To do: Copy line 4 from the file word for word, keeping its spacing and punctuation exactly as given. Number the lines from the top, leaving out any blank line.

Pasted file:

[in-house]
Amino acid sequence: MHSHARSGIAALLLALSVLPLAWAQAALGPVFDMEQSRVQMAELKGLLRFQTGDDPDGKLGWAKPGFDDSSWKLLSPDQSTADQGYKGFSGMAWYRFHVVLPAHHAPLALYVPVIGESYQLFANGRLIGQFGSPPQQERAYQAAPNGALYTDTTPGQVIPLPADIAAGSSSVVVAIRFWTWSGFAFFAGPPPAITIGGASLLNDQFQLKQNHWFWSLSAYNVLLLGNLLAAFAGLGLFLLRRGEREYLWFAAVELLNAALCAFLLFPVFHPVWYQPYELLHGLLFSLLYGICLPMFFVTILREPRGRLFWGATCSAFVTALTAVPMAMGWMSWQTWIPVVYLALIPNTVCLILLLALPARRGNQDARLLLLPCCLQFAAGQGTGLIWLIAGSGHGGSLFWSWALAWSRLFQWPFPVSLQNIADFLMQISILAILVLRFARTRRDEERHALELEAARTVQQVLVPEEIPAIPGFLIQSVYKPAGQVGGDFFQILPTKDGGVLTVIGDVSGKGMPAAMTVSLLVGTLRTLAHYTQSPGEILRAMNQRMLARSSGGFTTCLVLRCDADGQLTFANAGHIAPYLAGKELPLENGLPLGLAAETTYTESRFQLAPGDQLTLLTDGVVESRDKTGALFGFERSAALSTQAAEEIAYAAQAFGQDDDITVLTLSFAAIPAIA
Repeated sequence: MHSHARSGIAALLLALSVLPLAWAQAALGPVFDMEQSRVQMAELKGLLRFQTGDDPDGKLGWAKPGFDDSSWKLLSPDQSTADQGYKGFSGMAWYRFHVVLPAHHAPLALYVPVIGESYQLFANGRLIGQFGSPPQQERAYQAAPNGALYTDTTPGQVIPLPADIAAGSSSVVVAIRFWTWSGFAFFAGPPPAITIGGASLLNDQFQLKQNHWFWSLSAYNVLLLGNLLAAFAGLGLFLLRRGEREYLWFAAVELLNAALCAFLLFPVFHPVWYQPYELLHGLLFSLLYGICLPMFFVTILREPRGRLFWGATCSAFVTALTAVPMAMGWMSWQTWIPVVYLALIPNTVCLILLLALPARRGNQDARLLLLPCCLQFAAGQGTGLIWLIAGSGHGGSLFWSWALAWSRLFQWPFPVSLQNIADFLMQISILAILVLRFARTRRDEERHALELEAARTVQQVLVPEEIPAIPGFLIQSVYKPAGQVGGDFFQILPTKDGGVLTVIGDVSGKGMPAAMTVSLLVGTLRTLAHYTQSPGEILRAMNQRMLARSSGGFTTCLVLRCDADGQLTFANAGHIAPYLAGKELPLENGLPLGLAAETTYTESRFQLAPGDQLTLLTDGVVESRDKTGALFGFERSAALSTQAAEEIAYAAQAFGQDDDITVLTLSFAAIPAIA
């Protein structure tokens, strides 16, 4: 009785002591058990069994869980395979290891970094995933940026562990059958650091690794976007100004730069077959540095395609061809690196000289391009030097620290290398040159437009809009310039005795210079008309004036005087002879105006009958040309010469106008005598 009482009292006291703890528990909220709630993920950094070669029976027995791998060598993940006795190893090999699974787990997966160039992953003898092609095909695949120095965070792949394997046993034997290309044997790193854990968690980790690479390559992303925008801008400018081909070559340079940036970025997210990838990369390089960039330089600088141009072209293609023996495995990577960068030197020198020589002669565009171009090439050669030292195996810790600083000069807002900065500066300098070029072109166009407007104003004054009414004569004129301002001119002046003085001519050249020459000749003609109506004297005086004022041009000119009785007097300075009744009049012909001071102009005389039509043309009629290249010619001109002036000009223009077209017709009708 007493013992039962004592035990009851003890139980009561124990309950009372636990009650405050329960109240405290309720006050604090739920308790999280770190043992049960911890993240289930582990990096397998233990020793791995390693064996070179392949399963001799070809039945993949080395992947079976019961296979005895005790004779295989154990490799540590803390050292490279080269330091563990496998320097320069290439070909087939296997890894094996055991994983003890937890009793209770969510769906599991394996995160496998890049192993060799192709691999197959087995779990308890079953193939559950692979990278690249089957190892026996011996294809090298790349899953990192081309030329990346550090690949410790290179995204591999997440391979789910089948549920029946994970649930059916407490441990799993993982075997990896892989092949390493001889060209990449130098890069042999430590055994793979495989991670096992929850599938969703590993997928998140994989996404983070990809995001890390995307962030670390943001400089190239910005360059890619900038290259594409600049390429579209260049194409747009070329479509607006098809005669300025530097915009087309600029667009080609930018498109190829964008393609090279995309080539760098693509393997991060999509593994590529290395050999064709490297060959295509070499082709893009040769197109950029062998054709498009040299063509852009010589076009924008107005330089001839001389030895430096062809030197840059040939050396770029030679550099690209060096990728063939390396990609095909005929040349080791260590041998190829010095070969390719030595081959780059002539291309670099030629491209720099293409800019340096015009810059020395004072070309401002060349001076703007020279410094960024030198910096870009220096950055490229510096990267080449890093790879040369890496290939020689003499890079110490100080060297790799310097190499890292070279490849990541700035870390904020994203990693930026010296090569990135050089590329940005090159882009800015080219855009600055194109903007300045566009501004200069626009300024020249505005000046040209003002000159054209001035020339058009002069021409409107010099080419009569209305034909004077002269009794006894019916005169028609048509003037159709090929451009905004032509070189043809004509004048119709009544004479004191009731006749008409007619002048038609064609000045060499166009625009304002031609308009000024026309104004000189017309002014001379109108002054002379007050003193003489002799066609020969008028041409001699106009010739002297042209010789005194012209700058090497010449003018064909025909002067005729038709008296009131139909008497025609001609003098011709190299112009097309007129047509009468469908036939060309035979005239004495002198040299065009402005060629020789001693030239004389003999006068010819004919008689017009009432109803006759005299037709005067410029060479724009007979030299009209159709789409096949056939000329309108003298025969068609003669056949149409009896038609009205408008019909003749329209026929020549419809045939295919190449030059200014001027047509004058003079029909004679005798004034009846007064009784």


């Protein structure tokens, strides 16, 4: 009785002591058990069994869980395979290891970094995933940026562990059958650091690794976007100004730069077959540095395609061809690196000289391009030097620290290398040159437009809009310039005795210079008309004036005087002879105006009958040309010469106008005598 009482009292006291703890528990909220709630993920950094070669029976027995791998060598993940006795190893090999699974787990997966160039992953003898092609095909695949120095965070792949394997046993034997290309044997790193854990968690980790690479390559992303925008801008400018081909070559340079940036970025997210990838990369390089960039330089600088141009072209293609023996495995990577960068030197020198020589002669565009171009090439050669030292195996810790600083000069807002900065500066300098070029072109166009407007104003004054009414004569004129301002001119002046003085001519050249020459000749003609109506004297005086004022041009000119009785007097300075009744009049012909001071102009005389039509043309009629290249010619001109002036000009223009077209017709009708 007493013992039962004592035990009851003890139980009561124990309950009372636990009650405050329960109240405290309720006050604090739920308790999280770190043992049960911890993240289930582990990096397998233990020793791995390693064996070179392949399963001799070809039945993949080395992947079976019961296979005895005790004779295989154990490799540590803390050292490279080269330091563990496998320097320069290439070909087939296997890894094996055991994983003890937890009793209770969510769906599991394996995160496998890049192993060799192709691999197959087995779990308890079953193939559950692979990278690249089957190892026996011996294809090298790349899953990192081309030329990346550090690949410790290179995204591999997440391979789910089948549920029946994970649930059916407490441990799993993982075997990896892989092949390493001889060209990449130098890069042999430590055994793979495989991670096992929850599938969703590993997928998140994989996404983070990809995001890390995307962030670390943001400089190239910005360059890619900038290259594409600049390429579209260049194409747009070329479509607006098809005669300025530097915009087309600029667009080609930018498109190829964008393609090279995309080539760098693509393997991060999509593994590529290395050999064709490297060959295509070499082709893009040769197109950029062998054709498009040299063509852009010589076009924008107005330089001839001389030895430096062809030197840059040939050396770029030679550099690209060096990728063939390396990609095909005929040349080791260590041998190829010095070969390719030595081959780059002539291309670099030629491209720099293409800019340096015009810059020395004072070309401002060349001076703007020279410094960024030198910096870009220096950055490229510096990267080449890093790879040369890496290939020689003499890079110490100080060297790799310097190499890292070279490849990541700035870390904020994203990693930026010296090569990135050089590329940005090159882009800015080219855009600055194109903007300045566009501004200069626009300024020249505005000046040209003002000159054209001035020339058009002069021409409107010099080419009569209305034909004077002269009794006894019916005169028609048509003037159709090929451009905004032509070189043809004509004048119709009544004479004191009731006749008409007619002048038609064609000045060499166009625009304002031609308009000024026309104004000189017309002014001379109108002054002379007050003193003489002799066609020969008028041409001699106009010739002297042209010789005194012209700058090497010449003018064909025909002067005729038709008296009131139909008497025609001609003098011709190299112009097309007129047509009468469908036939060309035979005239004495002198040299065009402005060629020789001693030239004389003999006068010819004919008689017009009432109803006759005299037709005067410029060479724009007979030299009209159709789409096949056939000329309108003298025969068609003669056949149409009896038609009205408008019909003749329209026929020549419809045939295919190449030059200014001027047509004058003079029909004679005798004034009846007064009784």